But "once the Attorney General [has] invoked its investigatory power, the presumption is that it did so in good faith, and [i]s therefore not required to demonstrate probable cause or disclose the details of the pending investigation." Pavillion Agency, Inc. v. Spitzer, 9 Misc 3d 626, 631 (Sup. Ct. 2005) (quoting Amer. Dental Co-op., Inc. v. Attorney Gen. of State of NY, 127 AD2d 274 (1st Dept. 1987) (rejecting challenge to Attorney General's Donnelly Act subpoena issued pursuant to Gen. Bus. Law § 343)). "[A]ll that the Attorney General need show in support of his subpoena in the face of a motion to quash is his authority, the relevance of the items sought, and some factual basis for his investigation." Amer. Dental, 127 AD2d at 280.
Section 63(12) of the Executive Law directs that "[t]he attorney-general shall... apply... for an order enjoining" repeated acts of fraud or illegality "in the carrying on, conducting or transaction of business," and authorizes him, "[i]n connection with any such application,... to take proof and make a determination of the relevant facts and to issue subpoenas in accordance with the civil practice law and rules."
There is no dispute that the Attorney General has the authority to conduct this investigation. (Oral Arg. Trans. at 5-6 (Mar. 13, 2009).) The information he is seeking about employee bonuses is unquestionably related to the subject matter under investigation and the public purpose to be achieved. Therefore, it is within his Martin Act authority
In any case, the intervenors do not challenge the scope of his investigation. (Trans. at 6.) The intervenors have limited their challenge to a single legal issue: "whether or not disclosures regarding certain employee compensation information should be kept confidential." (Intervenors' Br. at 18; see also Trans. at 6.)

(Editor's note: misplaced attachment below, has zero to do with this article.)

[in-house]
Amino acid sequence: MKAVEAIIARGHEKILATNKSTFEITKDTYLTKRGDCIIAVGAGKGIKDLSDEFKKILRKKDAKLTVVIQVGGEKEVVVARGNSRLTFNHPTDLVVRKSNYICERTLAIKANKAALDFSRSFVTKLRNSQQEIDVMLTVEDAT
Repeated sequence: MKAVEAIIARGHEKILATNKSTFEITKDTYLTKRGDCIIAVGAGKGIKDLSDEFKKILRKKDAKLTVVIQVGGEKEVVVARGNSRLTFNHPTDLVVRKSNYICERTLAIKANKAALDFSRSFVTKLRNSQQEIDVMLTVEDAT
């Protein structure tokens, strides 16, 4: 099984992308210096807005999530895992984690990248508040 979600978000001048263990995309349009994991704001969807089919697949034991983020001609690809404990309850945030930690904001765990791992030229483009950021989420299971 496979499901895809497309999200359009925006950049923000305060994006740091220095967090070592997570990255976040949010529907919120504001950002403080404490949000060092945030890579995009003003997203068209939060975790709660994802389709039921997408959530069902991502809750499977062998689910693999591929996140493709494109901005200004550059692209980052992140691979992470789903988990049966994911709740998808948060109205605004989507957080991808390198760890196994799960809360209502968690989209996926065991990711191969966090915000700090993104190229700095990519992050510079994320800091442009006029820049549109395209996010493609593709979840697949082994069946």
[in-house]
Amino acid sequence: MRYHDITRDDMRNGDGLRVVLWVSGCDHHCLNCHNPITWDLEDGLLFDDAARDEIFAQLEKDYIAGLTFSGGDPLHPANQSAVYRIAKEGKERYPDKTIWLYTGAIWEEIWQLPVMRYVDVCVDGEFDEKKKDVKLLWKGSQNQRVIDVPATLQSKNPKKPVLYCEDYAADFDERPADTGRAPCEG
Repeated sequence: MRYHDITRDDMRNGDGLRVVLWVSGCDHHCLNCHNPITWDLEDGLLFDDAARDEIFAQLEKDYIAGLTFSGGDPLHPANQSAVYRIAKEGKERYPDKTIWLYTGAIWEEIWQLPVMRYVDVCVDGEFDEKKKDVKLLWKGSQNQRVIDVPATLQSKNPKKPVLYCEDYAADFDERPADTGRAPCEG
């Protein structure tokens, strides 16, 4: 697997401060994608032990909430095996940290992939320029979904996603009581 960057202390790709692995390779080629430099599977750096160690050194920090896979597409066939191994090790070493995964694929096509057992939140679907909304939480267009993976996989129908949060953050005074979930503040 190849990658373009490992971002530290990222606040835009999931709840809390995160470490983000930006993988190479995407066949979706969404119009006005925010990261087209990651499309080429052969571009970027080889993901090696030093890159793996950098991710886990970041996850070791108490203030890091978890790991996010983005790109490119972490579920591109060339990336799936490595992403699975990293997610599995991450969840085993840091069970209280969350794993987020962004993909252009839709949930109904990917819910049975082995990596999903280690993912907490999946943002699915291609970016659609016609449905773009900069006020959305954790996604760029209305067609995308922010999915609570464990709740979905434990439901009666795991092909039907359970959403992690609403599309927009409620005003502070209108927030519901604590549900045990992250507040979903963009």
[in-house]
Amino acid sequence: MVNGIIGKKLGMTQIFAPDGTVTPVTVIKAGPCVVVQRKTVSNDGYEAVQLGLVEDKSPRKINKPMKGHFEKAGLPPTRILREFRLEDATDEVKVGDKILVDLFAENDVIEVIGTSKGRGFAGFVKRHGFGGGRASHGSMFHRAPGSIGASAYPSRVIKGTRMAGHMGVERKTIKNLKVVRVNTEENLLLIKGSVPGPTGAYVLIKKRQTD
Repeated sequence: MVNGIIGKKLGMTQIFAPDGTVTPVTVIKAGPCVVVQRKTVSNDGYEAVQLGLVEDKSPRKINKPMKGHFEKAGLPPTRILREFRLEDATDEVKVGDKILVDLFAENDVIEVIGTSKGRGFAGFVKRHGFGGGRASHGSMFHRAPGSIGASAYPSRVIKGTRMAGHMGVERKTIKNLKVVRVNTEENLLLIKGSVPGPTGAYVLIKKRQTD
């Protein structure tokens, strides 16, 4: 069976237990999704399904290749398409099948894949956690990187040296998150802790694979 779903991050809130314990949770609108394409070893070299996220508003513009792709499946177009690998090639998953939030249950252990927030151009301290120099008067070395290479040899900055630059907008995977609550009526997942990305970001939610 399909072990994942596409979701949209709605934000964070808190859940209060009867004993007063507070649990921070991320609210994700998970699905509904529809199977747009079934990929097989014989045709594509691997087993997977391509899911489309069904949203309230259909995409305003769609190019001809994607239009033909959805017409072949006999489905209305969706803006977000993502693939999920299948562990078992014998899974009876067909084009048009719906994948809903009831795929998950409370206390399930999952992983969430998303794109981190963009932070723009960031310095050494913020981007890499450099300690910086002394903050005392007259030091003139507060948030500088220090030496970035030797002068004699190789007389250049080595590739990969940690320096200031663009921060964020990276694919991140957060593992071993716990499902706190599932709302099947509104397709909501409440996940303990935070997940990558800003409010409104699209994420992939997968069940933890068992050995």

Intervention as of Right Under CPLR § 1012(a)(2)
The intervenors claim that they have a right to intervene in this action, under CPLR § 1012(a)(2), in order to seek an order preventing the Attorney General from publicly disclosing the names of the Merrill Lynch employees who received certain bonus amounts in December 2008. The intervenors claim that this information is private and a trade secret.
CPLR § 1012(a)(2) provides that a person is "permitted to intervene in any action... [w]hen the representation of the person's interest by the parties is or may be inadequate and the person is or may be bound by the judgment."
"Whether a movant will be bound by the judgment within the meaning of [CPLR § 1012(a)(2)] is determined by its res judicata effect.'" Tyrone G. v. Fifi N., 189 AD2d 8, 17 (1st Dept. 1993) (quoting Vantage Petroleum v. Bd. of Assessment Review, 61 NY2d 695, 698 (1984)).
The intervenors argue that they will be "bound" by any ruling on the Attorney General's petition because they will not have "any effective remedy to prevent [sic] their legitimate interest in maintaining the confidentiality of their employees' compensation amounts." (Intervenors' Br. at 17; see also Trans. at 48.)
The intervenors' argument goes beyond the meaning of "bound" under section 1012(a)(2). The Attorney General filed this petition to enforce his subpoena issued to Thain. The action before me is not a plenary action seeking a final judgment. In fact, the intervenors conceded at oral argument that there will be no final judgment in this action that could bind ...